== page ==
Watching an episode of the BBC-TV program, Antiques Roadshow, on a lazy Sunday afternoon I was startled by a wartime photograph of a damaged French church. Where had I seen that image before?
La basilique de Notre-Dame de Brebières rises above the small town of Albert in Picardy. Built at the end of the 19th century, the church’s tower and dome are crowned by a golden statue of virgin and child, designed by sculptor Albert Rozé. In January 1915, at the height of the First World War, a German shell badly damaged the basilica and dislodged the statue. Secured by French engineers, it continued to hang from the tower at a precarious angle for the next three years, giving rise to several superstitions. One held that whichever side, Germans or Allies, caused the statue to fall would ultimately lose the war; another claimed that the war would end only when it did fall. The “leaning virgin” became a familiar, if bizarre, sight to the thousands of soldiers, who passed through on their way to the Somme since the town was only three miles from the front.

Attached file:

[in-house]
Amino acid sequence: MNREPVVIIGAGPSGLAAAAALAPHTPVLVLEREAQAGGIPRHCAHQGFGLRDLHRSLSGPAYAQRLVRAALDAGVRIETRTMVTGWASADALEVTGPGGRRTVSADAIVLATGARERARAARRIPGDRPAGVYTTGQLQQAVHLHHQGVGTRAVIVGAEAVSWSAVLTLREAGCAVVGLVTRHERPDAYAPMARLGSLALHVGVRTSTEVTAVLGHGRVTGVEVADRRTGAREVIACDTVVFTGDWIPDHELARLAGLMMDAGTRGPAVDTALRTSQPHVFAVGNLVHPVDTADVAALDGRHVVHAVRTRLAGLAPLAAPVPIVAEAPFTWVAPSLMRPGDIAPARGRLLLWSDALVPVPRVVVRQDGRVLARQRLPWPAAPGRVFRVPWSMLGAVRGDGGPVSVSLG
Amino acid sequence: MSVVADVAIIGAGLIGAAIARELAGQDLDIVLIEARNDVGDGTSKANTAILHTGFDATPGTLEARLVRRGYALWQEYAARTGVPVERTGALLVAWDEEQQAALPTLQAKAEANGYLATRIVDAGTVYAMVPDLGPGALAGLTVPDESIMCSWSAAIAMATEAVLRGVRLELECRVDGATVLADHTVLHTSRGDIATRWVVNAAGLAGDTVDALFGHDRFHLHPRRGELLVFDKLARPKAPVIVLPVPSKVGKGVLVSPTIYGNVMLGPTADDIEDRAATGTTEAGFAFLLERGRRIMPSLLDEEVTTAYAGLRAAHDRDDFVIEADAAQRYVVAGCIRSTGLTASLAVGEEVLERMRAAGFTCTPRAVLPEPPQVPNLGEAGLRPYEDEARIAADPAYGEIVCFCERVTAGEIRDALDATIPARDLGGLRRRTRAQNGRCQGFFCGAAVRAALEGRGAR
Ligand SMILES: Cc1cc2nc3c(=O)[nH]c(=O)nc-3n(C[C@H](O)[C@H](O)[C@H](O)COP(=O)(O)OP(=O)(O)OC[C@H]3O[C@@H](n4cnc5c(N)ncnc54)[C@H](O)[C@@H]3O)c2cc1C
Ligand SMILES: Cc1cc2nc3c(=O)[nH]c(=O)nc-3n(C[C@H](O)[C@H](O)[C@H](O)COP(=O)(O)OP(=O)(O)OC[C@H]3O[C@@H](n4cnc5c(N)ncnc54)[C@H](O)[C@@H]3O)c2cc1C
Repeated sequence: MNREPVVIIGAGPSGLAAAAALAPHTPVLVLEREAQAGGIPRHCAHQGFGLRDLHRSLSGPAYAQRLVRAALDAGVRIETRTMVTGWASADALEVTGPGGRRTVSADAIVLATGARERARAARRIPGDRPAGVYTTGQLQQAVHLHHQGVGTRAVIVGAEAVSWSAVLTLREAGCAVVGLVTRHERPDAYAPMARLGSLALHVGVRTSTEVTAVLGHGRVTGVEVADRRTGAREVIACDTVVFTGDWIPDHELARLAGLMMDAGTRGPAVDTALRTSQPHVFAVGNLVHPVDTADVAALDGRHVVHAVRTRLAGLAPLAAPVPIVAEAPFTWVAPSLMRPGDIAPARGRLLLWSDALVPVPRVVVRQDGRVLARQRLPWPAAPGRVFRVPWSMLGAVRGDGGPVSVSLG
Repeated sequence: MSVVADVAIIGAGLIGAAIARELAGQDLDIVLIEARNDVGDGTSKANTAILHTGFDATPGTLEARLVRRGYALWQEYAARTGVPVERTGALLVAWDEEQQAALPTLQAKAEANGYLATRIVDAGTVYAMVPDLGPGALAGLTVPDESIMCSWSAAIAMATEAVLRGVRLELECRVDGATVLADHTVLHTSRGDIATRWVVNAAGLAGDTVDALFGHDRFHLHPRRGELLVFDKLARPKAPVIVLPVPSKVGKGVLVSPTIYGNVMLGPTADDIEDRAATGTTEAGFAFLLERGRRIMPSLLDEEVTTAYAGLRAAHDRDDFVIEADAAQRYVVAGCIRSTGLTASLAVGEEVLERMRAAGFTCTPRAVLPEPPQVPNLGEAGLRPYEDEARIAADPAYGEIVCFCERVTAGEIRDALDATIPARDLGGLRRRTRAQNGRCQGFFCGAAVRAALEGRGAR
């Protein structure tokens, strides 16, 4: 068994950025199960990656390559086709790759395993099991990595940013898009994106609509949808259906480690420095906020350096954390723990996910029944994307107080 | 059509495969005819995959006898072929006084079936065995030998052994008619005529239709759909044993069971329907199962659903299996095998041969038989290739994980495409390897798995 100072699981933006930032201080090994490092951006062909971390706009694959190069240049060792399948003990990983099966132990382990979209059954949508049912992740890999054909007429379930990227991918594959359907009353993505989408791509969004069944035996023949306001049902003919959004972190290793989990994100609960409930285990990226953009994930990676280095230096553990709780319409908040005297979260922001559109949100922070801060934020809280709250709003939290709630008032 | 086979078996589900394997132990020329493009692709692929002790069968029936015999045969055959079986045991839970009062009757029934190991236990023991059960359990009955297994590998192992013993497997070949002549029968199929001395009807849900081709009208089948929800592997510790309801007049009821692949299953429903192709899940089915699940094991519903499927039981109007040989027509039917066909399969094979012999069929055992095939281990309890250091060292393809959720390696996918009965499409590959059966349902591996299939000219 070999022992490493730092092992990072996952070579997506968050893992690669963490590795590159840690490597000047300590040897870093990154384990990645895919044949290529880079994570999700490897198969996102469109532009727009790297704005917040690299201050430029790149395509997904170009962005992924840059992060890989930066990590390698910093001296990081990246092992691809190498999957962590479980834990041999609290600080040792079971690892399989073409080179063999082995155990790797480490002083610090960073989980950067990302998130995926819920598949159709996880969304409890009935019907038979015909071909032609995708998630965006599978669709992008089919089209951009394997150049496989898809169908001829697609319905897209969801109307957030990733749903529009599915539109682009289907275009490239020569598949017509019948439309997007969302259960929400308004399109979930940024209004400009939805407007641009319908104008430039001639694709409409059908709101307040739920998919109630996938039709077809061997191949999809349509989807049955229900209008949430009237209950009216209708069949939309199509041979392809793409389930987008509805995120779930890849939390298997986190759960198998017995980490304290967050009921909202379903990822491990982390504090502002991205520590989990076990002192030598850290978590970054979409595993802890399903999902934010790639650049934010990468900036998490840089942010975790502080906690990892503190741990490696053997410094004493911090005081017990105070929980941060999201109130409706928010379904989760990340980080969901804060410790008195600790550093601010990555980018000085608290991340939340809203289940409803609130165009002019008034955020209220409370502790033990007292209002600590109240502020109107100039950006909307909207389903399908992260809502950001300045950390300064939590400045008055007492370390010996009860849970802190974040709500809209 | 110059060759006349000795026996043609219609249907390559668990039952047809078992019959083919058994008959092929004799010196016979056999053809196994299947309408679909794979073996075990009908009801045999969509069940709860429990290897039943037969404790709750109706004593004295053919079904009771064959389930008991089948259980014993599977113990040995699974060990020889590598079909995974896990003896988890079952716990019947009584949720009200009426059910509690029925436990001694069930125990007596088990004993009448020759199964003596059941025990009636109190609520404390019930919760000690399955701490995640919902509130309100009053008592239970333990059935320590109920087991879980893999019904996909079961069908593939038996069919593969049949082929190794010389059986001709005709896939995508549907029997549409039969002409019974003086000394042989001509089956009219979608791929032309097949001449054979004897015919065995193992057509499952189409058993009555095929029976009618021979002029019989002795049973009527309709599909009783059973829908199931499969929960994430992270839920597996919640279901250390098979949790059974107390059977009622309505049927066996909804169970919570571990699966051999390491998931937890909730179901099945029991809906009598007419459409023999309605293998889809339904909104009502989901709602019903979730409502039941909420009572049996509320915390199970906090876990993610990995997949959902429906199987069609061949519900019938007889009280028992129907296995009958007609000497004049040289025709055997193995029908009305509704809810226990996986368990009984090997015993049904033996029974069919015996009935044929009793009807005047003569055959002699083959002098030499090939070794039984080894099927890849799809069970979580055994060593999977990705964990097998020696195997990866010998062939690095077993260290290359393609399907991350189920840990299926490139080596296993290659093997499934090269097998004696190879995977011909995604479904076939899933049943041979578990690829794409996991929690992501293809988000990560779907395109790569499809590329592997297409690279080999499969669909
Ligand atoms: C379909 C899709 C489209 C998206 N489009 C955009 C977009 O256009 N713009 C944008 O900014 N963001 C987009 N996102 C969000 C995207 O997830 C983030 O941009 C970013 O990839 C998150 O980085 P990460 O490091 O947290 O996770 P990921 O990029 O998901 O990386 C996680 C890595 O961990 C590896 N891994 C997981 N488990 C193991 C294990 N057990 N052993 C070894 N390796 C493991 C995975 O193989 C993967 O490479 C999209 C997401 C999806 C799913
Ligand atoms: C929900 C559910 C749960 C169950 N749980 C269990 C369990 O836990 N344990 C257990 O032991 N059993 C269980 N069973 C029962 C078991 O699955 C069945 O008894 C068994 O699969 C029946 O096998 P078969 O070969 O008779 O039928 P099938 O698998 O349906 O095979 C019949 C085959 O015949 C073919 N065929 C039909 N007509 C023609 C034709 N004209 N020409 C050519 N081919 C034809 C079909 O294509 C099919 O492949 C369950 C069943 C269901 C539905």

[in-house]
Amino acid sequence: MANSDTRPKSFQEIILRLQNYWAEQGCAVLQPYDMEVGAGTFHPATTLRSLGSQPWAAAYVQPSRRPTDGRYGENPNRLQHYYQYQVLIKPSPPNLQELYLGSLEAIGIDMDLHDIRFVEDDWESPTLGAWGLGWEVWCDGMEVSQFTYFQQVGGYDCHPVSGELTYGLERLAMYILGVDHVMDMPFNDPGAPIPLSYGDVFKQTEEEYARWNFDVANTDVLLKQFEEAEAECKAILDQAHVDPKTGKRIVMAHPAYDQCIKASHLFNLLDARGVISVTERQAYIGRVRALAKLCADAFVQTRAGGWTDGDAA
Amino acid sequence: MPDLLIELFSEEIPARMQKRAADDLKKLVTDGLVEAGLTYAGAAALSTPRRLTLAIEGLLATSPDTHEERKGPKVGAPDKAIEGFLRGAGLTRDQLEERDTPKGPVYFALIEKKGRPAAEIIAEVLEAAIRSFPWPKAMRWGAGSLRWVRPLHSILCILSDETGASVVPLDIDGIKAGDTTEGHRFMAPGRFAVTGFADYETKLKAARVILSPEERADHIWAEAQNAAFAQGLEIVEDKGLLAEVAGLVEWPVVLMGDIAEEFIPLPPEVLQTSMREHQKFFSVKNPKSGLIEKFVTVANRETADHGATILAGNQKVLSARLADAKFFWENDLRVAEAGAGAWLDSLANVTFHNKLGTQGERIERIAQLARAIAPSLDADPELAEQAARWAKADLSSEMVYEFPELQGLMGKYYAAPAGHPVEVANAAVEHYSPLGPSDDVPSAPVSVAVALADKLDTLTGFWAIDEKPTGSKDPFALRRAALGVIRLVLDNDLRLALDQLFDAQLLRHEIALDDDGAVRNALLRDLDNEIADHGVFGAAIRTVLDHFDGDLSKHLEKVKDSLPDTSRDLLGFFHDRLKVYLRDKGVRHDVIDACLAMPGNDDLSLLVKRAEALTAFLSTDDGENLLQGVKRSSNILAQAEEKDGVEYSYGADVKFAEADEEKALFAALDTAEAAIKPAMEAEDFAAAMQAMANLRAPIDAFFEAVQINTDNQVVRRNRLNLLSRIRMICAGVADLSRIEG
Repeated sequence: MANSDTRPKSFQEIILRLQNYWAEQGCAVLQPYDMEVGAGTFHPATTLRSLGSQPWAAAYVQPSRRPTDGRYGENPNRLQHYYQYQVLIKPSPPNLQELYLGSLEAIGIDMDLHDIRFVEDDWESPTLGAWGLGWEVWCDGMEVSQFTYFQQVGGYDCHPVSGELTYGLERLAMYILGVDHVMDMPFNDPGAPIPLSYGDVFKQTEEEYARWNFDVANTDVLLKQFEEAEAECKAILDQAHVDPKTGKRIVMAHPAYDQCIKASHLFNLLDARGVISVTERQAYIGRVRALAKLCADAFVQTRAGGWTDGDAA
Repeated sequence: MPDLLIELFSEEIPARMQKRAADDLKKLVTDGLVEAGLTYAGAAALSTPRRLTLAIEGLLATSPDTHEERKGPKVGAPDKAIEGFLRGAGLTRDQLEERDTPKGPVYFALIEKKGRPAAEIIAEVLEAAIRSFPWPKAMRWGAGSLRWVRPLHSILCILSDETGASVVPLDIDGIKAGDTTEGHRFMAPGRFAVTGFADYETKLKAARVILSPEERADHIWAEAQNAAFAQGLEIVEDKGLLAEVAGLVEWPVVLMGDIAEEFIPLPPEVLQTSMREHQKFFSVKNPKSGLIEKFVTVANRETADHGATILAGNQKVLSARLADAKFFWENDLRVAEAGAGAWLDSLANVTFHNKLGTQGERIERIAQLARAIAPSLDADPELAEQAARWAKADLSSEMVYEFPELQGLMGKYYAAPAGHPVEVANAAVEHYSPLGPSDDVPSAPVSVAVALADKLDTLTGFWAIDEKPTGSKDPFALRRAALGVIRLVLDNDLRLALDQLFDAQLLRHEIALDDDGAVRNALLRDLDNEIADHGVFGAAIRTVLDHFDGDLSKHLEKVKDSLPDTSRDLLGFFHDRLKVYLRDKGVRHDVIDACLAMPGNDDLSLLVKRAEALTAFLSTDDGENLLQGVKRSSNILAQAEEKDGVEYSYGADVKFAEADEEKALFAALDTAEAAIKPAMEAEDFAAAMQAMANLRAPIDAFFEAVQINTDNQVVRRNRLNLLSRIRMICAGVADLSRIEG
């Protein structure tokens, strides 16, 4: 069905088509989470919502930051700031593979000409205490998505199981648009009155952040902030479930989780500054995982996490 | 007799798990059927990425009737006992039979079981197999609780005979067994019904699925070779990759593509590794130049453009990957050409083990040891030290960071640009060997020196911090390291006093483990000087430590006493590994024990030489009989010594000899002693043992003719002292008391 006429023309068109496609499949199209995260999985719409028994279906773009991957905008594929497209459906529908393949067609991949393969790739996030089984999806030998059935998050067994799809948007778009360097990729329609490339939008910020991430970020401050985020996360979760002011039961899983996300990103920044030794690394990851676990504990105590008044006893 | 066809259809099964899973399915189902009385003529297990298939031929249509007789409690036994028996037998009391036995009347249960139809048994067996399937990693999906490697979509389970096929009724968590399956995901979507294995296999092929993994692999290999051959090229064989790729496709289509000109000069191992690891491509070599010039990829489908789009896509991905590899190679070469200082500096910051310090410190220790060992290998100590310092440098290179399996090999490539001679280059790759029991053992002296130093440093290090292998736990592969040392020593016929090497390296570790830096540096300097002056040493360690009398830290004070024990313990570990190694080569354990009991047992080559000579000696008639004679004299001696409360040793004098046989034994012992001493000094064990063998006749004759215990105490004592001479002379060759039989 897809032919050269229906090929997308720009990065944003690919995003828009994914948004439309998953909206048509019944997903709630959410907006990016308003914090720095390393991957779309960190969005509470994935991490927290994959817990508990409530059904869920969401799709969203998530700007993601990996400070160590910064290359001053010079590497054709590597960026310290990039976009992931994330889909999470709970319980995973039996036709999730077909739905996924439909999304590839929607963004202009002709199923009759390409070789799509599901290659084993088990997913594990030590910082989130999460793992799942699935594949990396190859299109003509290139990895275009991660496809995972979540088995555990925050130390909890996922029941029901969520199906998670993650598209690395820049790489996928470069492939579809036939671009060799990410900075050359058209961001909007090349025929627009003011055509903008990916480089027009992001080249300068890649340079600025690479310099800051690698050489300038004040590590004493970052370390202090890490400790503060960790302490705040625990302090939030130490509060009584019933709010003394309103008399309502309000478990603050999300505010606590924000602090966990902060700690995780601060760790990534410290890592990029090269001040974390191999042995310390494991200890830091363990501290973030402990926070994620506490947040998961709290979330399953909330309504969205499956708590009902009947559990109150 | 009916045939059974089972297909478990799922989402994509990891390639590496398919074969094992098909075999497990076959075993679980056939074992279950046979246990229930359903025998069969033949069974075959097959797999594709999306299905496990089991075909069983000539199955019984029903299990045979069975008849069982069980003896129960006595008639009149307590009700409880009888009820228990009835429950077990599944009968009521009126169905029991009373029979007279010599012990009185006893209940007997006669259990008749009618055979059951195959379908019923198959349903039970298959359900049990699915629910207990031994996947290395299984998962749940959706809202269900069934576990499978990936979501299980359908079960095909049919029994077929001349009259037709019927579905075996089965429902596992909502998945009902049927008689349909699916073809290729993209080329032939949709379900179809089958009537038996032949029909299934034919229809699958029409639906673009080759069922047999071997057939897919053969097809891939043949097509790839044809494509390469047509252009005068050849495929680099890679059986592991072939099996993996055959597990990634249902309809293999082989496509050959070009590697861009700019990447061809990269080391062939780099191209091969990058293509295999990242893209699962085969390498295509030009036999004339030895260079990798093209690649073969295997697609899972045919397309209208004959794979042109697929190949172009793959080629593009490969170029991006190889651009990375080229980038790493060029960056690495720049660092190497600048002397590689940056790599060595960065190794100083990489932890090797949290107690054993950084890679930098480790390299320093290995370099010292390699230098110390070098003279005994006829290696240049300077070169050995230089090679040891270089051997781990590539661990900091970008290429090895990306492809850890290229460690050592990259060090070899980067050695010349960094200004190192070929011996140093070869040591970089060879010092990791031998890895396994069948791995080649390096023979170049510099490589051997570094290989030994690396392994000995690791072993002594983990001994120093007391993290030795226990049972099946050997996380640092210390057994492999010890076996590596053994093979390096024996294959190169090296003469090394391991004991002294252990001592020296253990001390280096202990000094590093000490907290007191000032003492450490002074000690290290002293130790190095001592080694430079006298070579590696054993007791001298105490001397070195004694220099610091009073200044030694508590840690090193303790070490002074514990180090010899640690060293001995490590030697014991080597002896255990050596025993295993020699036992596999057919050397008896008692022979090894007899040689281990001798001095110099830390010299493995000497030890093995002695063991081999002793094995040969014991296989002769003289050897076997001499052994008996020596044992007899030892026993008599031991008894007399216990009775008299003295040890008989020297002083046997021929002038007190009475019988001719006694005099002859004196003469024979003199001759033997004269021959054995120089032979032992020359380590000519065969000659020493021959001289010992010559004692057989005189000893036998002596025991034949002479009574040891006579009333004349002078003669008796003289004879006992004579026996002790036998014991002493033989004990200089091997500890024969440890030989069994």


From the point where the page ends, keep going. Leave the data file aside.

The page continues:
|Caption: "Albert" Photographer: Astley James Bromfield, Bromfield Album, NQ Photographic Collection, JCU Library Special Collections.|
|Caption: Studio portrait of Astley James Bromfield|
Story by Miniata